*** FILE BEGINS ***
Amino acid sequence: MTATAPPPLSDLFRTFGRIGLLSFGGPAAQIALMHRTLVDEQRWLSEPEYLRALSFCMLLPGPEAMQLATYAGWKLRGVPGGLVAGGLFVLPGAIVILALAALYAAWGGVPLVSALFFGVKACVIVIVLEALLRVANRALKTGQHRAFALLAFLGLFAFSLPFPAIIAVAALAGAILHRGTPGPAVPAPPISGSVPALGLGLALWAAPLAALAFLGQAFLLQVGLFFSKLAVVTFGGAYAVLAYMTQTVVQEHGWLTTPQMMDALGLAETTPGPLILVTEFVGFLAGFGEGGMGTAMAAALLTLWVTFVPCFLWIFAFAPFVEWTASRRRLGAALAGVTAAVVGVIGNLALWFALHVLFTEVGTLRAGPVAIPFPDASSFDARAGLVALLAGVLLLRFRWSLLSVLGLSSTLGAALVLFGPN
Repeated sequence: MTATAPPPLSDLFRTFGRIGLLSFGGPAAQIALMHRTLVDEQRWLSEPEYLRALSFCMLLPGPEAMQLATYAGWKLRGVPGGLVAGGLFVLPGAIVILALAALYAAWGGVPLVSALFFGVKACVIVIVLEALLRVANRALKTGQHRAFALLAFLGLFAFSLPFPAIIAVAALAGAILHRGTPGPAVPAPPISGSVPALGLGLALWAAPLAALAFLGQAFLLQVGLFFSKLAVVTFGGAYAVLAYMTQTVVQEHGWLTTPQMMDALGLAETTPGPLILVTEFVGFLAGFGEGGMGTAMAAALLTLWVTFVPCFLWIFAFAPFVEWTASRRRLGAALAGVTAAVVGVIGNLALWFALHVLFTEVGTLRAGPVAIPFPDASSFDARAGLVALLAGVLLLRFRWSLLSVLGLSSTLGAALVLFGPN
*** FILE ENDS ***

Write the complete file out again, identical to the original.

Amino acid sequence: MTATAPPPLSDLFRTFGRIGLLSFGGPAAQIALMHRTLVDEQRWLSEPEYLRALSFCMLLPGPEAMQLATYAGWKLRGVPGGLVAGGLFVLPGAIVILALAALYAAWGGVPLVSALFFGVKACVIVIVLEALLRVANRALKTGQHRAFALLAFLGLFAFSLPFPAIIAVAALAGAILHRGTPGPAVPAPPISGSVPALGLGLALWAAPLAALAFLGQAFLLQVGLFFSKLAVVTFGGAYAVLAYMTQTVVQEHGWLTTPQMMDALGLAETTPGPLILVTEFVGFLAGFGEGGMGTAMAAALLTLWVTFVPCFLWIFAFAPFVEWTASRRRLGAALAGVTAAVVGVIGNLALWFALHVLFTEVGTLRAGPVAIPFPDASSFDARAGLVALLAGVLLLRFRWSLLSVLGLSSTLGAALVLFGPN
Repeated sequence: MTATAPPPLSDLFRTFGRIGLLSFGGPAAQIALMHRTLVDEQRWLSEPEYLRALSFCMLLPGPEAMQLATYAGWKLRGVPGGLVAGGLFVLPGAIVILALAALYAAWGGVPLVSALFFGVKACVIVIVLEALLRVANRALKTGQHRAFALLAFLGLFAFSLPFPAIIAVAALAGAILHRGTPGPAVPAPPISGSVPALGLGLALWAAPLAALAFLGQAFLLQVGLFFSKLAVVTFGGAYAVLAYMTQTVVQEHGWLTTPQMMDALGLAETTPGPLILVTEFVGFLAGFGEGGMGTAMAAALLTLWVTFVPCFLWIFAFAPFVEWTASRRRLGAALAGVTAAVVGVIGNLALWFALHVLFTEVGTLRAGPVAIPFPDASSFDARAGLVALLAGVLLLRFRWSLLSVLGLSSTLGAALVLFGPN